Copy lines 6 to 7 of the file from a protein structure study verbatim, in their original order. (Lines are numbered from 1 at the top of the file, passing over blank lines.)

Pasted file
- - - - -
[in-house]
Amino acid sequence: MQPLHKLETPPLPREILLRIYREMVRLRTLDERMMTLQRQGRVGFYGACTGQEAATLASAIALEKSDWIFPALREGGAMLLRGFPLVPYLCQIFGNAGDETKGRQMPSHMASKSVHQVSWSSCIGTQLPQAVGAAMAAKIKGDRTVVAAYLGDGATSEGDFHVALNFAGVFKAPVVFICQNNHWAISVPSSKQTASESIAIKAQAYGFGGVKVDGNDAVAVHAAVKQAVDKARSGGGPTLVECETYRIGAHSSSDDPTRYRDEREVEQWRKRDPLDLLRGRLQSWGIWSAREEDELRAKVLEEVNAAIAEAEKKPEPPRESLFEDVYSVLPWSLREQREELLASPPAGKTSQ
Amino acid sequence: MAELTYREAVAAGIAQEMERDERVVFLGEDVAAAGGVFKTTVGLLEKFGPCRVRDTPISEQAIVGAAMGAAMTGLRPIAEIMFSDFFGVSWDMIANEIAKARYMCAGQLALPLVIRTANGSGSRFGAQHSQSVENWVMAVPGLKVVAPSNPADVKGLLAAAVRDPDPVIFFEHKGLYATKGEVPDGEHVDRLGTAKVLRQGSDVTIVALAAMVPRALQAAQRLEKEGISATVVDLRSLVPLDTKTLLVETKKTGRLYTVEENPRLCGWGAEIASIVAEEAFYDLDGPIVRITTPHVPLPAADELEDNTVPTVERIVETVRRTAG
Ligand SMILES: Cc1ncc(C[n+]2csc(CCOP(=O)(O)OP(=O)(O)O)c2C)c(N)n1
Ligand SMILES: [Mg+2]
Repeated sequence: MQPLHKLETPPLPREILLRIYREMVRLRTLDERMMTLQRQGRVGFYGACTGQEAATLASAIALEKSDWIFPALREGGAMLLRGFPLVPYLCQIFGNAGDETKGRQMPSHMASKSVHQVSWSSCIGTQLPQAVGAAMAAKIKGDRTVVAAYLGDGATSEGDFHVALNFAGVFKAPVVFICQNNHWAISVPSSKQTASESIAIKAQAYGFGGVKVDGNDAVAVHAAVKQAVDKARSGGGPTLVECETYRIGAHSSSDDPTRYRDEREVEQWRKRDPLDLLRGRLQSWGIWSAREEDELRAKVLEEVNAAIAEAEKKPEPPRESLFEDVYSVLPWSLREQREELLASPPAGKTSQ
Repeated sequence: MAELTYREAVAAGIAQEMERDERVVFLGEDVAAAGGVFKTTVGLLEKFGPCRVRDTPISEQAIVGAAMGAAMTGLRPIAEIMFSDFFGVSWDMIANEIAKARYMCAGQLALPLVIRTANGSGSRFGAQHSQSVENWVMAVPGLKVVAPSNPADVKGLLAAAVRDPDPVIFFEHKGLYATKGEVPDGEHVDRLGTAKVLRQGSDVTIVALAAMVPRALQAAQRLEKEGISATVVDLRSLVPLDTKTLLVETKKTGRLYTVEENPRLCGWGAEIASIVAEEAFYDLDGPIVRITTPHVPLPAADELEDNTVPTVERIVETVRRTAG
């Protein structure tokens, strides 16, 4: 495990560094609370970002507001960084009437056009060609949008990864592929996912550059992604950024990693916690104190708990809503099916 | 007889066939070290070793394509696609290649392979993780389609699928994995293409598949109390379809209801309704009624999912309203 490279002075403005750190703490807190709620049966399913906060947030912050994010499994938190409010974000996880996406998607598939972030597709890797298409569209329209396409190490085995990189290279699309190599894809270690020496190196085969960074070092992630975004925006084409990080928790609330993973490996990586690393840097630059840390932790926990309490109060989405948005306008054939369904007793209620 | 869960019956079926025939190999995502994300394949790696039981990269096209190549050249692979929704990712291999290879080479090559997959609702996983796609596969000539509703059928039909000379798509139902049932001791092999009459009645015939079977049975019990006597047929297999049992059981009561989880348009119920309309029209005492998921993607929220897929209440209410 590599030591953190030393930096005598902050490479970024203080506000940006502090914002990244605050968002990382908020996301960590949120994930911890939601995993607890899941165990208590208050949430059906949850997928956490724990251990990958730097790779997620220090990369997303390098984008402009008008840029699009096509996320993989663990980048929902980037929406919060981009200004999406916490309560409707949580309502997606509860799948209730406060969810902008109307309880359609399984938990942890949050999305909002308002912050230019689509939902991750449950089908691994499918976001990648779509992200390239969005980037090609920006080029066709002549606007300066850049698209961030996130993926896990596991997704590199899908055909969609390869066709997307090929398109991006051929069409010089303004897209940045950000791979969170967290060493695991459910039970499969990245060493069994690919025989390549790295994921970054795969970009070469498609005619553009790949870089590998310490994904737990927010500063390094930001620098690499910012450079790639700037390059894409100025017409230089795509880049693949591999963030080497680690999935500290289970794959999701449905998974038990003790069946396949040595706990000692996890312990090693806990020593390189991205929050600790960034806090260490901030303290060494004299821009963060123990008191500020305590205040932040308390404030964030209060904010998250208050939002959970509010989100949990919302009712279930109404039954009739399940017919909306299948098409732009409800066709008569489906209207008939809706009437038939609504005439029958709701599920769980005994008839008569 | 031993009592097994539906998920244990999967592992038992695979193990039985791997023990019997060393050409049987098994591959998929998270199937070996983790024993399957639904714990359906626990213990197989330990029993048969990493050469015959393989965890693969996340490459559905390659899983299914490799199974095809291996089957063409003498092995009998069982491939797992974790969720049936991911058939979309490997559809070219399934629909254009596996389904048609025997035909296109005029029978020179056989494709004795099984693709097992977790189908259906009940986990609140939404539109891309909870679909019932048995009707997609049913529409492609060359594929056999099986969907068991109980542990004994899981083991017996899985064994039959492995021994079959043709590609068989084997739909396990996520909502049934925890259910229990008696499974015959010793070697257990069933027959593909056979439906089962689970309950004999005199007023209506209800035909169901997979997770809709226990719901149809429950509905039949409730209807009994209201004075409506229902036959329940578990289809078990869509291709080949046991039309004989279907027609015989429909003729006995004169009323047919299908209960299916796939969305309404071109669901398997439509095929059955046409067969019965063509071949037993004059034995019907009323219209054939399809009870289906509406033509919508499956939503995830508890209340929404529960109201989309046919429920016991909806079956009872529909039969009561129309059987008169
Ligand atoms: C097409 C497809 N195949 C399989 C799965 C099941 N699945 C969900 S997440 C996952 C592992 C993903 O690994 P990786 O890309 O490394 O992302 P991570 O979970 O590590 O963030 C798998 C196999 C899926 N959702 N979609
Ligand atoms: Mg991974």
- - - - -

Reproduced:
Repeated sequence: MQPLHKLETPPLPREILLRIYREMVRLRTLDERMMTLQRQGRVGFYGACTGQEAATLASAIALEKSDWIFPALREGGAMLLRGFPLVPYLCQIFGNAGDETKGRQMPSHMASKSVHQVSWSSCIGTQLPQAVGAAMAAKIKGDRTVVAAYLGDGATSEGDFHVALNFAGVFKAPVVFICQNNHWAISVPSSKQTASESIAIKAQAYGFGGVKVDGNDAVAVHAAVKQAVDKARSGGGPTLVECETYRIGAHSSSDDPTRYRDEREVEQWRKRDPLDLLRGRLQSWGIWSAREEDELRAKVLEEVNAAIAEAEKKPEPPRESLFEDVYSVLPWSLREQREELLASPPAGKTSQ
Repeated sequence: MAELTYREAVAAGIAQEMERDERVVFLGEDVAAAGGVFKTTVGLLEKFGPCRVRDTPISEQAIVGAAMGAAMTGLRPIAEIMFSDFFGVSWDMIANEIAKARYMCAGQLALPLVIRTANGSGSRFGAQHSQSVENWVMAVPGLKVVAPSNPADVKGLLAAAVRDPDPVIFFEHKGLYATKGEVPDGEHVDRLGTAKVLRQGSDVTIVALAAMVPRALQAAQRLEKEGISATVVDLRSLVPLDTKTLLVETKKTGRLYTVEENPRLCGWGAEIASIVAEEAFYDLDGPIVRITTPHVPLPAADELEDNTVPTVERIVETVRRTAG